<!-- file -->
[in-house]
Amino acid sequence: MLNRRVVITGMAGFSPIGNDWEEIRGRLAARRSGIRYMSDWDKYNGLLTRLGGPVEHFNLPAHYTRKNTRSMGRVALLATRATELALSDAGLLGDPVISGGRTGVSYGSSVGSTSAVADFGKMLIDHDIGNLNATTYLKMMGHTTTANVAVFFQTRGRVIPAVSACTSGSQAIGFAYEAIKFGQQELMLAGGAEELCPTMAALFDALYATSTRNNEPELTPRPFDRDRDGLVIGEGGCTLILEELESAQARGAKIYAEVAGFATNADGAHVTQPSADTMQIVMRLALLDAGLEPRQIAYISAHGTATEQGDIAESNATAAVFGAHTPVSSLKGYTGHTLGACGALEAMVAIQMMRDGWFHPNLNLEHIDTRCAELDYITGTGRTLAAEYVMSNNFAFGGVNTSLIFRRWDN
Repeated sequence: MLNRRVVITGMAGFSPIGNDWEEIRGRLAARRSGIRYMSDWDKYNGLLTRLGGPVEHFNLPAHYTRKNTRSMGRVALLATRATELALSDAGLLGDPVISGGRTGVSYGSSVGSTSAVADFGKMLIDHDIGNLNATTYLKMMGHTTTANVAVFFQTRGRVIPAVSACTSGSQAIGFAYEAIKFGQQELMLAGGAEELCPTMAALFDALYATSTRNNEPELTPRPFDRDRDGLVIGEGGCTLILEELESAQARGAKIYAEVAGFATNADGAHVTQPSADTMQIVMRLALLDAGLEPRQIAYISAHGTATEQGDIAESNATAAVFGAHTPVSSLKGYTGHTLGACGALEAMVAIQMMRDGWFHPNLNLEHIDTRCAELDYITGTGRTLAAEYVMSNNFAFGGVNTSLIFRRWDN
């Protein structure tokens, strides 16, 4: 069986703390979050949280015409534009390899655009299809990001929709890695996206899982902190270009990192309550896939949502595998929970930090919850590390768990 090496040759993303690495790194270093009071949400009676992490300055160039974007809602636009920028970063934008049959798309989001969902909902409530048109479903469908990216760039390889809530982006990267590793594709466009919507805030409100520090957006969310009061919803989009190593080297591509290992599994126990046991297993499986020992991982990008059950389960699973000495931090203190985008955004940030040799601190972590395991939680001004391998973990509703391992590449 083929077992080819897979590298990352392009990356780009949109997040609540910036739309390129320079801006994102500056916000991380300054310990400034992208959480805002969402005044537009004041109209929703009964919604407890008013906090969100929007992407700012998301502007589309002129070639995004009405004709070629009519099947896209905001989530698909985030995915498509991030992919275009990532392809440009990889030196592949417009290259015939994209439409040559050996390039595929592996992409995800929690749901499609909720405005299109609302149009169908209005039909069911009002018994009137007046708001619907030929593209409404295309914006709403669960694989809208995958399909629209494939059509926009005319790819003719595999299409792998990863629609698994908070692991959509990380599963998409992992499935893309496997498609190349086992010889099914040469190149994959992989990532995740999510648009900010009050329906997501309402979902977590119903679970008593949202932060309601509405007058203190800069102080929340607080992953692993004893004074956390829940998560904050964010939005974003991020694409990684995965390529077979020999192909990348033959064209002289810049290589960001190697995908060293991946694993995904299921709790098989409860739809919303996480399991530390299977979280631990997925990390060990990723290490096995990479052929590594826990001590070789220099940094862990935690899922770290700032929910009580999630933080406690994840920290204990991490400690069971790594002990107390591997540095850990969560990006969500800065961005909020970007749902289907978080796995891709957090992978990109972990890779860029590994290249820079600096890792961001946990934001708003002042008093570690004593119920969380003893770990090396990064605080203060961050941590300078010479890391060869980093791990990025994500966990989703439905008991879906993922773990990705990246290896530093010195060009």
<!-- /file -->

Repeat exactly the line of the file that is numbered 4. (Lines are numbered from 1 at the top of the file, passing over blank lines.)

């Protein structure tokens, strides 16, 4: 069986703390979050949280015409534009390899655009299809990001929709890695996206899982902190270009990192309550896939949502595998929970930090919850590390768990 090496040759993303690495790194270093009071949400009676992490300055160039974007809602636009920028970063934008049959798309989001969902909902409530048109479903469908990216760039390889809530982006990267590793594709466009919507805030409100520090957006969310009061919803989009190593080297591509290992599994126990046991297993499986020992991982990008059950389960699973000495931090203190985008955004940030040799601190972590395991939680001004391998973990509703391992590449 083929077992080819897979590298990352392009990356780009949109997040609540910036739309390129320079801006994102500056916000991380300054310990400034992208959480805002969402005044537009004041109209929703009964919604407890008013906090969100929007992407700012998301502007589309002129070639995004009405004709070629009519099947896209905001989530698909985030995915498509991030992919275009990532392809440009990889030196592949417009290259015939994209439409040559050996390039595929592996992409995800929690749901499609909720405005299109609302149009169908209005039909069911009002018994009137007046708001619907030929593209409404295309914006709403669960694989809208995958399909629209494939059509926009005319790819003719595999299409792998990863629609698994908070692991959509990380599963998409992992499935893309496997498609190349086992010889099914040469190149994959992989990532995740999510648009900010009050329906997501309402979902977590119903679970008593949202932060309601509405007058203190800069102080929340607080992953692993004893004074956390829940998560904050964010939005974003991020694409990684995965390529077979020999192909990348033959064209002289810049290589960001190697995908060293991946694993995904299921709790098989409860739809919303996480399991530390299977979280631990997925990390060990990723290490096995990479052929590594826990001590070789220099940094862990935690899922770290700032929910009580999630933080406690994840920290204990991490400690069971790594002990107390591997540095850990969560990006969500800065961005909020970007749902289907978080796995891709957090992978990109972990890779860029590994290249820079600096890792961001946990934001708003002042008093570690004593119920969380003893770990090396990064605080203060961050941590300078010479890391060869980093791990990025994500966990989703439905008991879906993922773990990705990246290896530093010195060009």